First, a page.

The Year of Living *Paleo-ly

I love food.  No mixed emotions there, no deep-seated conflicts or internal struggles, I just love it.  I want to move to Vermont where I can legally marry it.  Historically when invited to gatherings I could always be counted on to bring dessert, sometimes more than one.  I’ve lovingly been called a cupcake whore.

So you can understand the surprise of those who knew me when I started down the Paleo Path.  You’d have thought I told them I was going Base Jumping without a parachute.  Everyone wanted to know the impetus for this radical change, but there was no dramatic catalyst.  I’d been eating pretty much the same way my entire life and I just wanted to see what it was like to eat differently.

Wendy at 2 years. This isn't staged: it's my way and the way of my people.

Wendy at 2 years. This isn’t staged: it’s my way and the way of my people.

I was largely inspired by the book ‘In Defense of Food’ by Michael Pollan.  The premise is deceptively simple: just eat real food, not processed, fried, or genetically modified crap.  I made an appointment with the sassy and sensational Nutritionist Carly Pollak of Nutritional Wisdom and brought her a single day’s food diary.  She pointed out that I was basically dosing myself with sugar and simple carbohydrates all day long; I realized reluctantly that she was right and that it was (almost probably) a bad thing.  My program began with an 11 day detox, cutting out:

bad ingredients for paleo diet

I was a little panicked: what the H-E-double-hockey-sticks was I supposed to eat?!?  Her response to that question was “Food”:

good ingredients for paleo diet

I survived the detox with only minimal emotional scarring and then went into maintenance mode, which was mostly the same as the detox but added back in a [optional but not cumulative] glass of red wine every other night and two cheat meals a week.

Flash forward 7 or 8 months: I’d lost some weight and everything was moving in the right direction.  Then it clicked that this wasn’t going to end; this was to be my way of eating for the rest of my life.  It was still so unnatural for me: I felt like I had actually acquired an eating disorder, because I was constantly thinking about what I could and couldn’t eat every time I ate out or grocery shopped.  And it was more expensive too.  (Crap is cheap.)

I fell off the wagon a little bit after viagragen that.  I didn’t go back to my old ways of eating, but I was definitely getting in more than two cheat meals a week.  Sometimes I had a whole cheat day!  I had to decide whether I wanted to abandon the whole thing or recommit.  I somewhat reluctantly got back on the wagon.

Then one day around 10 months in I had a mega cheat meal of pasta and bread for lunch; a short while later could barely keep my eyes open at work.  I seriously contemplated shutting my office door, turning off the lights and taking a nap on the floor under my desk.  It dawned on me that I hadn’t felt that way for almost a year, and yet I used to feel that way after every lunch.  It was a little shocking to realize I’d lived most of my adult life that way.  I couldn’t go back to that.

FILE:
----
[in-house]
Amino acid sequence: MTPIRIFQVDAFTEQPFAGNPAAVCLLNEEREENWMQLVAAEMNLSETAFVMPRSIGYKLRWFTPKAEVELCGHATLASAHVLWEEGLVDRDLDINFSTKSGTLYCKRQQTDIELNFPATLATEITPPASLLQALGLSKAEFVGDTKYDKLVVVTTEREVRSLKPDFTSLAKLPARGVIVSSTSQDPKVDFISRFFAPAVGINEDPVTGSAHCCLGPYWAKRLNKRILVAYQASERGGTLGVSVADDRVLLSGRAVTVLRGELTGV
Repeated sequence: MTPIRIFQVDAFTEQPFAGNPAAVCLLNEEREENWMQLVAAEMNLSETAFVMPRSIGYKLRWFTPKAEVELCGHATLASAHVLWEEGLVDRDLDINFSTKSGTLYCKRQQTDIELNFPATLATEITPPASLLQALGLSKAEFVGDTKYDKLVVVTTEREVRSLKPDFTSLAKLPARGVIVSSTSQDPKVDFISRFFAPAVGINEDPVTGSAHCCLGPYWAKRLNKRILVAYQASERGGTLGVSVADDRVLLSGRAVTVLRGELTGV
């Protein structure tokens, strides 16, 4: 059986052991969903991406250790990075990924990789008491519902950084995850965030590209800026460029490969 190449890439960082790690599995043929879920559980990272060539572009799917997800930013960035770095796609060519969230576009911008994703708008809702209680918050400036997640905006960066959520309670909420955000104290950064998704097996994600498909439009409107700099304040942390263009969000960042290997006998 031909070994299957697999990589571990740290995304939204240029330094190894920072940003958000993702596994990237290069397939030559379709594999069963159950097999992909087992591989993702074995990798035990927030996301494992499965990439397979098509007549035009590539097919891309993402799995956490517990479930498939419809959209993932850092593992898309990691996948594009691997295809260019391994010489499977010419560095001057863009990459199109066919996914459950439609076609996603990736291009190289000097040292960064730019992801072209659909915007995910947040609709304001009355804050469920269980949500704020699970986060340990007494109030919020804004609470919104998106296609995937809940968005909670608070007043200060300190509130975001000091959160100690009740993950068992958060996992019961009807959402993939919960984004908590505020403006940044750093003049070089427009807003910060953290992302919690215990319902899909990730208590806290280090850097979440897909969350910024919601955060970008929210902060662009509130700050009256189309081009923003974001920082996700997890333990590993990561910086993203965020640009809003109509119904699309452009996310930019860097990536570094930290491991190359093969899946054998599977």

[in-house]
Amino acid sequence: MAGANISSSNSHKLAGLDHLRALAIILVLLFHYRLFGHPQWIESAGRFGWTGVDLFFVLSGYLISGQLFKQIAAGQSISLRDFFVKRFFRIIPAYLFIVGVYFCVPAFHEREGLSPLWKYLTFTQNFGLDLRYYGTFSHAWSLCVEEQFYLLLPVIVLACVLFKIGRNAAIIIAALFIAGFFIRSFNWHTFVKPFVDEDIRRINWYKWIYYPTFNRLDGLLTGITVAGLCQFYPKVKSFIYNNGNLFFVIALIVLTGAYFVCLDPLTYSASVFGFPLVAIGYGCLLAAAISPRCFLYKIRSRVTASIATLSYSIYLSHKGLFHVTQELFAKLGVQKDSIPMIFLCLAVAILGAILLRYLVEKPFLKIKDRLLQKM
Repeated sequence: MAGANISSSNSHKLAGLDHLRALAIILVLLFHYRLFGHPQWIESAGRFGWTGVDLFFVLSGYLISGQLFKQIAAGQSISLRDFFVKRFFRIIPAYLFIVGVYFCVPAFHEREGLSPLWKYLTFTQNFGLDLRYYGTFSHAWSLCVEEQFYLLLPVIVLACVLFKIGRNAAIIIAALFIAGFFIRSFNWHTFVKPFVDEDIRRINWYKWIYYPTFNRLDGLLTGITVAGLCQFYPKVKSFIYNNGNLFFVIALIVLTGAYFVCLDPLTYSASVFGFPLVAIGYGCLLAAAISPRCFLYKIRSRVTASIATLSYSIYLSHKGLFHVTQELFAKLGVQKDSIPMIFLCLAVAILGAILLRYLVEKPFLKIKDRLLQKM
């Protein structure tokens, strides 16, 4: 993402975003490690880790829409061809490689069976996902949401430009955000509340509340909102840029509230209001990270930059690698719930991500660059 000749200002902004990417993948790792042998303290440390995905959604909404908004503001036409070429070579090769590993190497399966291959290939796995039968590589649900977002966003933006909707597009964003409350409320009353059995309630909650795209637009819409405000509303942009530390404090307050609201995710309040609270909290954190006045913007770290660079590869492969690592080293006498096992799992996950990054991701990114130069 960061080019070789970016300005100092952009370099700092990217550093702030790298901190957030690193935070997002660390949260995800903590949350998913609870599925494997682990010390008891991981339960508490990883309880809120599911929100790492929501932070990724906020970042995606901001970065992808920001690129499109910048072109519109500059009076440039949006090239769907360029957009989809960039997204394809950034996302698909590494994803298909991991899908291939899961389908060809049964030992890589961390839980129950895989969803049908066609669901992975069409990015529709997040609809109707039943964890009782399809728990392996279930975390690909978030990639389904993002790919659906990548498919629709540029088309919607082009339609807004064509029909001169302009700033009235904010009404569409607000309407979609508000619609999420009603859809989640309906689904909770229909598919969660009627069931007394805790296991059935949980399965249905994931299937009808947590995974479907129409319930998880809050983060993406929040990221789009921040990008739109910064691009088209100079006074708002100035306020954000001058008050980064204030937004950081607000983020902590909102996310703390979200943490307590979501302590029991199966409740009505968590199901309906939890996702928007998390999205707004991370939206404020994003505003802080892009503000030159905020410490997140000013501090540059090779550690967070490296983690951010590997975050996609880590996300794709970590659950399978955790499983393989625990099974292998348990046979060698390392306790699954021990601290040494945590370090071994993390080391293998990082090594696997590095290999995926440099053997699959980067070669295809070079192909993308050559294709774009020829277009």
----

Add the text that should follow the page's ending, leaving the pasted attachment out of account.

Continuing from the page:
Present day: it’s been just over a year since I started, and it feels completely normal to eat this way now.  A couple of girlfriends started seeing my Nutritionist when they saw it wasn’t terminal so there’s some solidarity there, and being surrounded by like-minded people through CrossFit helps a lot.  I’m no Paleo Paragon but I don’t think it’s really a destination anyway.  You recommit to it every day: some days that means you just make the least bad choice and resolve to do better the next day.

Last Thursday's dinner (the Pepito-crusted Tilapia was a bit of a cheat)

Last Thursday’s dinner (the Pepito-crusted Tilapia was a bit of a cheat)

My family is still adjusting to the change.  When I went home to D.C. for the 4th of July my mother made it a point to ask me what I could eat.  I pretended not to understand the question and responded sweetly: “Food, mom.”

*Paleo-ly is not a word.  At least not until just now.  The blog title is a play on the film/novel ‘The Year of Living Dangerously’ as a way of conveying that:

  1. I’ve been eating in this modified way for about a year now
  2. It has left several local cupcake vendors dangerously close to bankruptcy

 Anyway, if you try to use ‘Paleo-ly’ in serious conversation you’ll look ignorant so don’t do it.  If you do, don’t credit me.  If you use it in a non-serious conversation and someone laughs you can totally credit me.

Images: author’s own

3 thoughts on “The Year of Living *Paleo-ly

  1. Kristy Bowden

    This is awesome. I’ve been eating paleo-ly (this is now an adverb and I think would be correct usage, if “paleo” was a real word and could be turned into an adverb) for a while now too, and I love it. So much of eating before meant feeling crappy afterwards. It’s amazing to not feel bad from lactose intolerance pain or insulin crash after eating. Thanks for posting!

    (Sorry about the grammar nerd out above. I should really give up using parenthesis.)


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